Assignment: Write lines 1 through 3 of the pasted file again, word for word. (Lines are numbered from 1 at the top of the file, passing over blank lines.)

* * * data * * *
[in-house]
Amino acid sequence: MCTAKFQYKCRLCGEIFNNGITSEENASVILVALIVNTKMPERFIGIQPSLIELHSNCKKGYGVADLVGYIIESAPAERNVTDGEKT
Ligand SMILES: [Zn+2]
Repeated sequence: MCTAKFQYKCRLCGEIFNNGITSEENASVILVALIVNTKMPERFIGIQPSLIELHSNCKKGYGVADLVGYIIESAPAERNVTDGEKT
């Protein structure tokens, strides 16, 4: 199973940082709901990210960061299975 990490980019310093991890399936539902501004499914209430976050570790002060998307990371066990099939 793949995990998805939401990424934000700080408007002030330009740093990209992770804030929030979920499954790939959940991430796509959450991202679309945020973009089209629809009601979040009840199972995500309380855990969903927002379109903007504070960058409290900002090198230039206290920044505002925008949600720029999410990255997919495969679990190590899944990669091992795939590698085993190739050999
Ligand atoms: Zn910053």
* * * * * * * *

[in-house]
Amino acid sequence: MCTAKFQYKCRLCGEIFNNGITSEENASVILVALIVNTKMPERFIGIQPSLIELHSNCKKGYGVADLVGYIIESAPAERNVTDGEKT
Ligand SMILES: [Zn+2]